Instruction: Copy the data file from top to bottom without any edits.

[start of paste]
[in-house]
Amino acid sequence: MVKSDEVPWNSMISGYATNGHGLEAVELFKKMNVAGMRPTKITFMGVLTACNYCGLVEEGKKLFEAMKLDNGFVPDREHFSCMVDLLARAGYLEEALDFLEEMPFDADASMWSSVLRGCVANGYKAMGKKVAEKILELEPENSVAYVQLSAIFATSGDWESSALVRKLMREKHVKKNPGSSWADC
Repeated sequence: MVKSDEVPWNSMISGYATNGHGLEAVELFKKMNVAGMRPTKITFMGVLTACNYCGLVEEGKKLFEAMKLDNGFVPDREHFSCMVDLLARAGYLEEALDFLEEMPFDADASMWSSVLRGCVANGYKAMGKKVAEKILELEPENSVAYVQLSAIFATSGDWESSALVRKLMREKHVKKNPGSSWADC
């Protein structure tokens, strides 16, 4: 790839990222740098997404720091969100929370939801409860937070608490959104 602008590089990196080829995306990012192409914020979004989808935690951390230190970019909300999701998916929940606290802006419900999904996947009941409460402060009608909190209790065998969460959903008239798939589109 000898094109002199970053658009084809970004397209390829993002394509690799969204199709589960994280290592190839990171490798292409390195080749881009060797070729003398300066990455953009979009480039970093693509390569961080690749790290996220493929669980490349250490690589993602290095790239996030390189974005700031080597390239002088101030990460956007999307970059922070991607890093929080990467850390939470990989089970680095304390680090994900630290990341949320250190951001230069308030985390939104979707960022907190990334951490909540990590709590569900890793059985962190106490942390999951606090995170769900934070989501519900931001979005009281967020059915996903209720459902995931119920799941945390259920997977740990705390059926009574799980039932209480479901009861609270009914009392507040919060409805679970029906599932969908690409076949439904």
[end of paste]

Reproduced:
[in-house]
Amino acid sequence: MVKSDEVPWNSMISGYATNGHGLEAVELFKKMNVAGMRPTKITFMGVLTACNYCGLVEEGKKLFEAMKLDNGFVPDREHFSCMVDLLARAGYLEEALDFLEEMPFDADASMWSSVLRGCVANGYKAMGKKVAEKILELEPENSVAYVQLSAIFATSGDWESSALVRKLMREKHVKKNPGSSWADC
Repeated sequence: MVKSDEVPWNSMISGYATNGHGLEAVELFKKMNVAGMRPTKITFMGVLTACNYCGLVEEGKKLFEAMKLDNGFVPDREHFSCMVDLLARAGYLEEALDFLEEMPFDADASMWSSVLRGCVANGYKAMGKKVAEKILELEPENSVAYVQLSAIFATSGDWESSALVRKLMREKHVKKNPGSSWADC
């Protein structure tokens, strides 16, 4: 790839990222740098997404720091969100929370939801409860937070608490959104 602008590089990196080829995306990012192409914020979004989808935690951390230190970019909300999701998916929940606290802006419900999904996947009941409460402060009608909190209790065998969460959903008239798939589109 000898094109002199970053658009084809970004397209390829993002394509690799969204199709589960994280290592190839990171490798292409390195080749881009060797070729003398300066990455953009979009480039970093693509390569961080690749790290996220493929669980490349250490690589993602290095790239996030390189974005700031080597390239002088101030990460956007999307970059922070991607890093929080990467850390939470990989089970680095304390680090994900630290990341949320250190951001230069308030985390939104979707960022907190990334951490909540990590709590569900890793059985962190106490942390999951606090995170769900934070989501519900931001979005009281967020059915996903209720459902995931119920799941945390259920997977740990705390059926009574799980039932209480479901009861609270009914009392507040919060409805679970029906599932969908690409076949439904």